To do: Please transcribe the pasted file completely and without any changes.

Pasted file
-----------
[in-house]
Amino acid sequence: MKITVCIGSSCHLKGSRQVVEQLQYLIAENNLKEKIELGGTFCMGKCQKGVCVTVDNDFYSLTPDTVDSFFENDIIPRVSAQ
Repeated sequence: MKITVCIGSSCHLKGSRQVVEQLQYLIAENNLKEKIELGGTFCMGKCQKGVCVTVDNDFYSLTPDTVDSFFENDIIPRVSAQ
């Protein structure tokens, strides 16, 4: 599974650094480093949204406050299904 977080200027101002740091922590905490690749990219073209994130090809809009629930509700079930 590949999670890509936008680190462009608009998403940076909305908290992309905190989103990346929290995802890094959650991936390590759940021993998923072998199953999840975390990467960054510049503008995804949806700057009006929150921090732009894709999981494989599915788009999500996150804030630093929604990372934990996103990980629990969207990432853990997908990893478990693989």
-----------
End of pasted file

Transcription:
[in-house]
Amino acid sequence: MKITVCIGSSCHLKGSRQVVEQLQYLIAENNLKEKIELGGTFCMGKCQKGVCVTVDNDFYSLTPDTVDSFFENDIIPRVSAQ
Repeated sequence: MKITVCIGSSCHLKGSRQVVEQLQYLIAENNLKEKIELGGTFCMGKCQKGVCVTVDNDFYSLTPDTVDSFFENDIIPRVSAQ
């Protein structure tokens, strides 16, 4: 599974650094480093949204406050299904 977080200027101002740091922590905490690749990219073209994130090809809009629930509700079930 590949999670890509936008680190462009608009998403940076909305908290992309905190989103990346929290995802890094959650991936390590759940021993998923072998199953999840975390990467960054510049503008995804949806700057009006929150921090732009894709999981494989599915788009999500996150804030630093929604990372934990996103990980629990969207990432853990997908990893478990693989």